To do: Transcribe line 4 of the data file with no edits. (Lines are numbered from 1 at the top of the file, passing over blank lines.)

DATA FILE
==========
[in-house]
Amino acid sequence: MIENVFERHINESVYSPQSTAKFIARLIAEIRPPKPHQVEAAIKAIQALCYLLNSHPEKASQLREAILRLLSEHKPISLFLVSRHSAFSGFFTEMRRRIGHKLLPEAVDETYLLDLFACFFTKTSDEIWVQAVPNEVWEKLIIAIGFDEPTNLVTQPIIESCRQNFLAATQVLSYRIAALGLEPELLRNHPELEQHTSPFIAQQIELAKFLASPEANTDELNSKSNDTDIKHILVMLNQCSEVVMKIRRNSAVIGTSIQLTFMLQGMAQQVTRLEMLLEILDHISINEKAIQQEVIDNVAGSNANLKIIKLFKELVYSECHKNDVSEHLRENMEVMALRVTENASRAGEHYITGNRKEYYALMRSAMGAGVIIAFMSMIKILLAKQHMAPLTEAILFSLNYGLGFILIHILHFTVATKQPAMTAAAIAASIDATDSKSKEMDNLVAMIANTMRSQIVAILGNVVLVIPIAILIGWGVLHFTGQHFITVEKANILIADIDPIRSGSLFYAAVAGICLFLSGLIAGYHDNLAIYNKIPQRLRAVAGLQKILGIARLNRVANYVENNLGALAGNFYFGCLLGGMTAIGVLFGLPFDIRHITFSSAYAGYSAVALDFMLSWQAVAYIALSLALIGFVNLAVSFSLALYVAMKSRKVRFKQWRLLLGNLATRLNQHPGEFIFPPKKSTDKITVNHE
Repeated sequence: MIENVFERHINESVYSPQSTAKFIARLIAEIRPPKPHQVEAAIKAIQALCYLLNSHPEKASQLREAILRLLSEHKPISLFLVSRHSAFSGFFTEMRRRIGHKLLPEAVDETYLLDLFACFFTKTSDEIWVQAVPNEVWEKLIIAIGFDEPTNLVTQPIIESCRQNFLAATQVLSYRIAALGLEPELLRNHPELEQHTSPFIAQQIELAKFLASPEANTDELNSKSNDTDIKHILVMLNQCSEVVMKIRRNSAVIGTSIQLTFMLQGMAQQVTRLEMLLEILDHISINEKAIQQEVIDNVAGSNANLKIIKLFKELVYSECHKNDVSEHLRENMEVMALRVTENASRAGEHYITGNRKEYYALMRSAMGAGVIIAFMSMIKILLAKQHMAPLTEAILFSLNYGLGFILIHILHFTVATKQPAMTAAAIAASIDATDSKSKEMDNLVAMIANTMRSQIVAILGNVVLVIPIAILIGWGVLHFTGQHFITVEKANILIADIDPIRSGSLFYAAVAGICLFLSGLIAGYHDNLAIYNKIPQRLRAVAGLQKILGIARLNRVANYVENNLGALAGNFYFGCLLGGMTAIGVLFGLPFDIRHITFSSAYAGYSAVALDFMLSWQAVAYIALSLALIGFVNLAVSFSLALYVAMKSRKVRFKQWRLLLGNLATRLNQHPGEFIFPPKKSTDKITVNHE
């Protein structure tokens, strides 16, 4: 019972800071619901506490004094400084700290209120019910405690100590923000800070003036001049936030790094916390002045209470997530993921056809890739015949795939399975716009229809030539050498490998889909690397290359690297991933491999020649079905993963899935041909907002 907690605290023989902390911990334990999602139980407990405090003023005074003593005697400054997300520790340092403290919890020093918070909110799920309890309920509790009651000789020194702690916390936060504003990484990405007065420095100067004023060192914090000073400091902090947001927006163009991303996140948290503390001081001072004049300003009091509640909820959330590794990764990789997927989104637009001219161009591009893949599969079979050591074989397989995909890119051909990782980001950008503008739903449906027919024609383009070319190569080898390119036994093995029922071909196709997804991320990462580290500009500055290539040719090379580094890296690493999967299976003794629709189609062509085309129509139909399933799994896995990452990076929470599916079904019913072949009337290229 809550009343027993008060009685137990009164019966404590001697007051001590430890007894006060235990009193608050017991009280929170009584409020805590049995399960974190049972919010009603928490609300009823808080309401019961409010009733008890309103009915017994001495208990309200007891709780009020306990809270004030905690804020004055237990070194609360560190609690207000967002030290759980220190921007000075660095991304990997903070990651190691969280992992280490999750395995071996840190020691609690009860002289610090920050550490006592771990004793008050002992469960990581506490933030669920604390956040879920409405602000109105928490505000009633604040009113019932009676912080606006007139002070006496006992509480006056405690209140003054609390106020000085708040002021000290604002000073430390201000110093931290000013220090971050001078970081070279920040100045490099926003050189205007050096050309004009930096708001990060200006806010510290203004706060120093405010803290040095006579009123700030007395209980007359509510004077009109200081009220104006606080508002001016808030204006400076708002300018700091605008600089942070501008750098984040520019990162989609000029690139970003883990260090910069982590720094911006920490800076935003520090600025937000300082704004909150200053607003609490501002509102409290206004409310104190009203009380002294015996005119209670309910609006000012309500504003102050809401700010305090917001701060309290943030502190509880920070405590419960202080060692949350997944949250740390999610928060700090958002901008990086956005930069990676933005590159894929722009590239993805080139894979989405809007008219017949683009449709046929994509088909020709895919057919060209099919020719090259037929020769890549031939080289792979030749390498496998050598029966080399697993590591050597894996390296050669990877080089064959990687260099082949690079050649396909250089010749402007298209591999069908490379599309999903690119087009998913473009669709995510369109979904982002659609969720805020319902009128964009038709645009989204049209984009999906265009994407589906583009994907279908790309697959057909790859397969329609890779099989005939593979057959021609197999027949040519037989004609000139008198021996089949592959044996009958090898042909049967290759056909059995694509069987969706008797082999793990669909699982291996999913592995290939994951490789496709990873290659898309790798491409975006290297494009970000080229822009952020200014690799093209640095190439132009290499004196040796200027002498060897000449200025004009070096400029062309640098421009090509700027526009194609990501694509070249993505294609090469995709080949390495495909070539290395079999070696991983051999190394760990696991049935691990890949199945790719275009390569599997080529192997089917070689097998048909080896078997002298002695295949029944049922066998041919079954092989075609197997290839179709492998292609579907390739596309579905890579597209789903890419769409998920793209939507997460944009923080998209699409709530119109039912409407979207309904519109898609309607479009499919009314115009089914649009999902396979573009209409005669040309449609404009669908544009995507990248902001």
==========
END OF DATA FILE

């Protein structure tokens, strides 16, 4: 019972800071619901506490004094400084700290209120019910405690100590923000800070003036001049936030790094916390002045209470997530993921056809890739015949795939399975716009229809030539050498490998889909690397290359690297991933491999020649079905993963899935041909907002 907690605290023989902390911990334990999602139980407990405090003023005074003593005697400054997300520790340092403290919890020093918070909110799920309890309920509790009651000789020194702690916390936060504003990484990405007065420095100067004023060192914090000073400091902090947001927006163009991303996140948290503390001081001072004049300003009091509640909820959330590794990764990789997927989104637009001219161009591009893949599969079979050591074989397989995909890119051909990782980001950008503008739903449906027919024609383009070319190569080898390119036994093995029922071909196709997804991320990462580290500009500055290539040719090379580094890296690493999967299976003794629709189609062509085309129509139909399933799994896995990452990076929470599916079904019913072949009337290229 809550009343027993008060009685137990009164019966404590001697007051001590430890007894006060235990009193608050017991009280929170009584409020805590049995399960974190049972919010009603928490609300009823808080309401019961409010009733008890309103009915017994001495208990309200007891709780009020306990809270004030905690804020004055237990070194609360560190609690207000967002030290759980220190921007000075660095991304990997903070990651190691969280992992280490999750395995071996840190020691609690009860002289610090920050550490006592771990004793008050002992469960990581506490933030669920604390956040879920409405602000109105928490505000009633604040009113019932009676912080606006007139002070006496006992509480006056405690209140003054609390106020000085708040002021000290604002000073430390201000110093931290000013220090971050001078970081070279920040100045490099926003050189205007050096050309004009930096708001990060200006806010510290203004706060120093405010803290040095006579009123700030007395209980007359509510004077009109200081009220104006606080508002001016808030204006400076708002300018700091605008600089942070501008750098984040520019990162989609000029690139970003883990260090910069982590720094911006920490800076935003520090600025937000300082704004909150200053607003609490501002509102409290206004409310104190009203009380002294015996005119209670309910609006000012309500504003102050809401700010305090917001701060309290943030502190509880920070405590419960202080060692949350997944949250740390999610928060700090958002901008990086956005930069990676933005590159894929722009590239993805080139894979989405809007008219017949683009449709046929994509088909020709895919057919060209099919020719090259037929020769890549031939080289792979030749390498496998050598029966080399697993590591050597894996390296050669990877080089064959990687260099082949690079050649396909250089010749402007298209591999069908490379599309999903690119087009998913473009669709995510369109979904982002659609969720805020319902009128964009038709645009989204049209984009999906265009994407589906583009994907279908790309697959057909790859397969329609890779099989005939593979057959021609197999027949040519037989004609000139008198021996089949592959044996009958090898042909049967290759056909059995694509069987969706008797082999793990669909699982291996999913592995290939994951490789496709990873290659898309790798491409975006290297494009970000080229822009952020200014690799093209640095190439132009290499004196040796200027002498060897000449200025004009070096400029062309640098421009090509700027526009194609990501694509070249993505294609090469995709080949390495495909070539290395079999070696991983051999190394760990696991049935691990890949199945790719275009390569599997080529192997089917070689097998048909080896078997002298002695295949029944049922066998041919079954092989075609197997290839179709492998292609579907390739596309579905890579597209789903890419769409998920793209939507997460944009923080998209699409709530119109039912409407979207309904519109898609309607479009499919009314115009089914649009999902396979573009209409005669040309449609404009669908544009995507990248902001």